The U.S. Census accounted for population size, geographical and income limitations when they surveyed Kentucky's access to broadband and found that those were contributing factors to the state's broadband issues.
(TNS) — A recent U.S. Census Bureau report shows Internet service subscriptions still lag in local rural communities in Kentucky, but the barrier to access might not just be population-based.
Each year, the bureau uses its American Community Survey estimates to track Internet subscription rates on a county-by-county basis, but this year's report also factored in geography and income. Summaries of the data split counties into mostly urban, mostly rural and completely rural communities.
Daviess County led in broadband service subscriptions with a range of 85 to 100 percent access, trailed by Hancock, Ohio and McLean counties in the 65 to 74.9 percent range. Muhlenberg County ranked between 55 and 64.9 percent of households that subscribed to a broadband service.
The report posted that more urban counties have higher subscription rates on average, but the Green River Area Development District has tried to bridge the gap with an initiative to bring access to rural communities.
Al Mattingly, Daviess County judge-executive and chair of the ConnectGRADD board, said the rural Internet cooperative was created because the leaders of regional counties recognized private broadband providers probably wouldn't invest in their communities anytime soon.
"ConnectGRADD was conceived to take Internet into areas that typically wouldn't be looked at by for-profit companies," Mattingly said. "If you have one to two houses on a road that is five miles long, that isn't attractive. A company isn't going to invest in something that doesn't have ... revenue attached."
ConnectGRADD, now facilitated by a contractor under the Q Wireless banner, was funded by a contribution of coal severance money from GRADD's coal counties.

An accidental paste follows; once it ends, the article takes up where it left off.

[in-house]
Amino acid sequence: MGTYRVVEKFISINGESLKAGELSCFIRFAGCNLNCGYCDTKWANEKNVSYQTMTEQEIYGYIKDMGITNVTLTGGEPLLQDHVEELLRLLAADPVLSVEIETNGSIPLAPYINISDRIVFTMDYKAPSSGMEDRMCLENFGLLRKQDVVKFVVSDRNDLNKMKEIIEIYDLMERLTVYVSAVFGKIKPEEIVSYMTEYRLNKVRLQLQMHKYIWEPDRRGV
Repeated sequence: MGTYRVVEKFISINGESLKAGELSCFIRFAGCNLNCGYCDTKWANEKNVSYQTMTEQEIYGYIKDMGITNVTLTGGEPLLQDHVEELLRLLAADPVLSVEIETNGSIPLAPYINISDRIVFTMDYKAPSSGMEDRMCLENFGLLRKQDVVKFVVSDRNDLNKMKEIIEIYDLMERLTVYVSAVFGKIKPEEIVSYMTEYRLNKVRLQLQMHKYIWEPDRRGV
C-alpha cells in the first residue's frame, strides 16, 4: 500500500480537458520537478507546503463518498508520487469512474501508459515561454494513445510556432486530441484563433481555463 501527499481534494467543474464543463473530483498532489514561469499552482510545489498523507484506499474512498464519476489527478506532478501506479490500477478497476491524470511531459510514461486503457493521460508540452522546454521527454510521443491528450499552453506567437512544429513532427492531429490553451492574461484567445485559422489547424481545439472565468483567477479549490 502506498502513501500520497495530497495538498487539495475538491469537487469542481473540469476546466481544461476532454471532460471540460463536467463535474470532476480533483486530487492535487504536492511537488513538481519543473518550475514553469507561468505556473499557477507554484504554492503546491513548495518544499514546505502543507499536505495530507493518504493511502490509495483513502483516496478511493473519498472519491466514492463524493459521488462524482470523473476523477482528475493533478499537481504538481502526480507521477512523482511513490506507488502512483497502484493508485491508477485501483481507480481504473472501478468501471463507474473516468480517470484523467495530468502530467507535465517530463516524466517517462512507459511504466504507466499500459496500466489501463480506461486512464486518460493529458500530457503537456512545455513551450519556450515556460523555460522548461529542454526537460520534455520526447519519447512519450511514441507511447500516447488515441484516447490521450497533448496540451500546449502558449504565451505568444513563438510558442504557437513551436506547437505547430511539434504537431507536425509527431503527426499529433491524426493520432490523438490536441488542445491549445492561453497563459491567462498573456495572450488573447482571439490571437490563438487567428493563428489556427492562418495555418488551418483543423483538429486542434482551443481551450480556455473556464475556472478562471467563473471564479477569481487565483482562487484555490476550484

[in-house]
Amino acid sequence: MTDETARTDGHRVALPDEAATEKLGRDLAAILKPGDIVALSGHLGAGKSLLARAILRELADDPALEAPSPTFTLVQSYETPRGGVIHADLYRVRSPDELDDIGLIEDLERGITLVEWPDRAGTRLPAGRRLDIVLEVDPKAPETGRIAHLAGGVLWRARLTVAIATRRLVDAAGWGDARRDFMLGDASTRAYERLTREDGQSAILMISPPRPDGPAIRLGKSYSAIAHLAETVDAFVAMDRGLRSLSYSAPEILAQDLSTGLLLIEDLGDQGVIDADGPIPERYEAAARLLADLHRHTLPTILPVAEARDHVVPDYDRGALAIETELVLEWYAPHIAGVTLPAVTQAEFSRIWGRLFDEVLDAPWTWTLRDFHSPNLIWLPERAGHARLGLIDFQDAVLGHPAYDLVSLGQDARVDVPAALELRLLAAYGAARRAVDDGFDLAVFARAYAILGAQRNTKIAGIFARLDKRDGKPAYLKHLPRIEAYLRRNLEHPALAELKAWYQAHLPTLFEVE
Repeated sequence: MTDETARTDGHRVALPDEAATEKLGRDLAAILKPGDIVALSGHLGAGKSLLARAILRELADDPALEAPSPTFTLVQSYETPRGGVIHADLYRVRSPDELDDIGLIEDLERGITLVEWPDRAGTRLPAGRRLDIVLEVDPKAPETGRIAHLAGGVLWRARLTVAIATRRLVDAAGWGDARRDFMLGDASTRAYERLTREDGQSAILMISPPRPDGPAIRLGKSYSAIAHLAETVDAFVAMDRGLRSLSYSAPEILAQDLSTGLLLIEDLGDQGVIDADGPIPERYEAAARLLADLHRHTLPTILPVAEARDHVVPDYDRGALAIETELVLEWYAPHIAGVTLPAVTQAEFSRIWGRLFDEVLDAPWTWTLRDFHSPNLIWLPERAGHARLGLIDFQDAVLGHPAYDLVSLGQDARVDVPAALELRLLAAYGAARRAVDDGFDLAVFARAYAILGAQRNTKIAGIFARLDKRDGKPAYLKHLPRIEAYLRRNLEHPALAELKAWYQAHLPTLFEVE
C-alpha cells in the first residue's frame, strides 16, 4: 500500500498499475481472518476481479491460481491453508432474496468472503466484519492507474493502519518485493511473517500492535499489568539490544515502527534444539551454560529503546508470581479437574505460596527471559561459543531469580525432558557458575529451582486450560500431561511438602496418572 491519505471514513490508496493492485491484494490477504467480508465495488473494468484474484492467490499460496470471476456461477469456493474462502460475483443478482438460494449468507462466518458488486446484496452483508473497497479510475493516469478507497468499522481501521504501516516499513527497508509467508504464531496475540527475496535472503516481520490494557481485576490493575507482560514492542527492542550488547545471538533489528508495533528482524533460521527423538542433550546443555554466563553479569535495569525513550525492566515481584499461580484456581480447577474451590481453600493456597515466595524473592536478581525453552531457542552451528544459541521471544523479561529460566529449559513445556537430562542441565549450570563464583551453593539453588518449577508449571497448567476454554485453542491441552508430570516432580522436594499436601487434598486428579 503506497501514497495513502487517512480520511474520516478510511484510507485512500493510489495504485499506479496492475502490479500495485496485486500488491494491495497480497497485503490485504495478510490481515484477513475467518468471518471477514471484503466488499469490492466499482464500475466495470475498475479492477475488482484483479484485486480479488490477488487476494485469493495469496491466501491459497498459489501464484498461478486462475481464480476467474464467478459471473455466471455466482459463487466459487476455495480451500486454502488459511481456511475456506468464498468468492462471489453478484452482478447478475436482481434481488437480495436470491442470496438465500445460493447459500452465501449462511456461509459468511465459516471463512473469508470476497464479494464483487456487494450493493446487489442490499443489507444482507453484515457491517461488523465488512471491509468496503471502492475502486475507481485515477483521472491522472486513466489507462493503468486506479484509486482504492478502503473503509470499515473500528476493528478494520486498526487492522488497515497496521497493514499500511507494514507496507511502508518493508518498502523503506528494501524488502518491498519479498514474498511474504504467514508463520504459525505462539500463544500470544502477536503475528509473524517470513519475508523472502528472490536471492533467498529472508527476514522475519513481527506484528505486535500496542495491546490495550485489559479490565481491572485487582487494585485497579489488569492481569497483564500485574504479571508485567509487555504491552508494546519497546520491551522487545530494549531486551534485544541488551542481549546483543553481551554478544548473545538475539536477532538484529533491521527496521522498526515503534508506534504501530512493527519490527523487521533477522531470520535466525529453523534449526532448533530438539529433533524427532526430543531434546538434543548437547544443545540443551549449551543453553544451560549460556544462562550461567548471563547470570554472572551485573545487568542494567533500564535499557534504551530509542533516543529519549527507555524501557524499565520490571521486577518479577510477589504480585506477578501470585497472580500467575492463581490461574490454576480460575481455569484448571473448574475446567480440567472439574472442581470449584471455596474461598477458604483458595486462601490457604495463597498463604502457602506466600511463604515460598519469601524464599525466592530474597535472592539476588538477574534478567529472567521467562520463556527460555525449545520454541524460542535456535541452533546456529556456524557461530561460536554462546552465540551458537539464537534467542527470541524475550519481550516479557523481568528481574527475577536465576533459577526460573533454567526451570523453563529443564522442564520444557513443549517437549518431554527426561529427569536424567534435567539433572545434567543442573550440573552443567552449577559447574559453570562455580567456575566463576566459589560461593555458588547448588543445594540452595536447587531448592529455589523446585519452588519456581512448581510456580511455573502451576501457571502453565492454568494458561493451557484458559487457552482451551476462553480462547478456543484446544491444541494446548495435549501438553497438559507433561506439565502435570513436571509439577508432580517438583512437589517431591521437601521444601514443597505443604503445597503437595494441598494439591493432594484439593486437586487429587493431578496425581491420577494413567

Mattingly said the Internet service's customer base swelled to about 4,500 at one point, but has since dropped as demands from customers have increased.
"Governments are hamstrung by the money and capital equipment needed to expand service and speed," Mattingly said. "At the time, 250K speeds were normal because people weren't using it to stream movies. Now it isn't unusual to have 3 or 4 MEG uplink and 10 or 15 MEG downloads."
Mattingly said the board of ConnectGRADD recently voted to reinvest a reserve of revenue from a surcharge to improve the network's equipment, but money is always a barrier for connection in rural communities.
According to the report, counties with a median household income above $50,000 outpace subscriptions in counties with a lower income by almost 10 percent in every geographic category. The income gap can even effect connection rates within certain segments of the same metropolitan area.
Thanks to some intervention from government programs, private companies are being encouraged to add investment to communities that might not be able to garner attention otherwise.
During a conference at the Greater Owensboro Chamber of Commerce in August, AT&T Kentucky President Hood Harris said the company planned on using AT&T's existing fiber connections and additional cellular towers to deliver increased access with fixed antennas by 2020. AT&T's plans are a part of its commitment with the FCC Connect America Fund, a program under the Federal Communications Commission that offers incentivizing subsidies to communication companies for expanding service to select rural areas.
"There is middle-mile fiber out there, folks," Harris said during the conference. "The challenge is getting that last mile connection to people's doors, especially in rural areas. The answer to that challenge is often technology."
©2018 the Messenger-Inquirer (Owensboro, Ky.). Distributed by Tribune Content Agency, LLC.